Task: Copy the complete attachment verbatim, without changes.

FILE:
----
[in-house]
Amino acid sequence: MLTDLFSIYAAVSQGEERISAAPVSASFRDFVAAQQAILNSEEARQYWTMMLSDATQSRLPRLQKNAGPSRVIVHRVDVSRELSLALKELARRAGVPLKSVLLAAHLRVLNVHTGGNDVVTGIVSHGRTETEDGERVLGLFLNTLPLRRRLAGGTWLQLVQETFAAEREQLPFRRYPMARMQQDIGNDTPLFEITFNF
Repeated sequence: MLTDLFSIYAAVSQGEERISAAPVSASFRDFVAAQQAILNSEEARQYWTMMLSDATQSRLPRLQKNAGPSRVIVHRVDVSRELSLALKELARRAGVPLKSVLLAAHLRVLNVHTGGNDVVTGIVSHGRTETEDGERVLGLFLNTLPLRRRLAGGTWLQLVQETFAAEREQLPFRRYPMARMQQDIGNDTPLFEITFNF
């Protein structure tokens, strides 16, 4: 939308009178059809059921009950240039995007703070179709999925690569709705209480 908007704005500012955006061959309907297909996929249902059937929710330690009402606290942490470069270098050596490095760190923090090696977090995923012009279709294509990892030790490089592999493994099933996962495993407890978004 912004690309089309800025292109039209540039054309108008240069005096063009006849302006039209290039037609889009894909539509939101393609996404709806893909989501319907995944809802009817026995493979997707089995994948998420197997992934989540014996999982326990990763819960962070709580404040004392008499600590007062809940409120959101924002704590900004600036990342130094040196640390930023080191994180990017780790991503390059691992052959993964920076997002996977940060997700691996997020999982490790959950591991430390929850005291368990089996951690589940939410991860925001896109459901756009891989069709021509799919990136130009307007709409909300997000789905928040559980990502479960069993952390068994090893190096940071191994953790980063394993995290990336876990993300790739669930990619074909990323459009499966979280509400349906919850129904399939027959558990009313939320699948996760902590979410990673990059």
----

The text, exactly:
[in-house]
Amino acid sequence: MLTDLFSIYAAVSQGEERISAAPVSASFRDFVAAQQAILNSEEARQYWTMMLSDATQSRLPRLQKNAGPSRVIVHRVDVSRELSLALKELARRAGVPLKSVLLAAHLRVLNVHTGGNDVVTGIVSHGRTETEDGERVLGLFLNTLPLRRRLAGGTWLQLVQETFAAEREQLPFRRYPMARMQQDIGNDTPLFEITFNF
Repeated sequence: MLTDLFSIYAAVSQGEERISAAPVSASFRDFVAAQQAILNSEEARQYWTMMLSDATQSRLPRLQKNAGPSRVIVHRVDVSRELSLALKELARRAGVPLKSVLLAAHLRVLNVHTGGNDVVTGIVSHGRTETEDGERVLGLFLNTLPLRRRLAGGTWLQLVQETFAAEREQLPFRRYPMARMQQDIGNDTPLFEITFNF
């Protein structure tokens, strides 16, 4: 939308009178059809059921009950240039995007703070179709999925690569709705209480 908007704005500012955006061959309907297909996929249902059937929710330690009402606290942490470069270098050596490095760190923090090696977090995923012009279709294509990892030790490089592999493994099933996962495993407890978004 912004690309089309800025292109039209540039054309108008240069005096063009006849302006039209290039037609889009894909539509939101393609996404709806893909989501319907995944809802009817026995493979997707089995994948998420197997992934989540014996999982326990990763819960962070709580404040004392008499600590007062809940409120959101924002704590900004600036990342130094040196640390930023080191994180990017780790991503390059691992052959993964920076997002996977940060997700691996997020999982490790959950591991430390929850005291368990089996951690589940939410991860925001896109459901756009891989069709021509799919990136130009307007709409909300997000789905928040559980990502479960069993952390068994090893190096940071191994953790980063394993995290990336876990993300790739669930990619074909990323459009499966979280509400349906919850129904399939027959558990009313939320699948996760902590979410990673990059």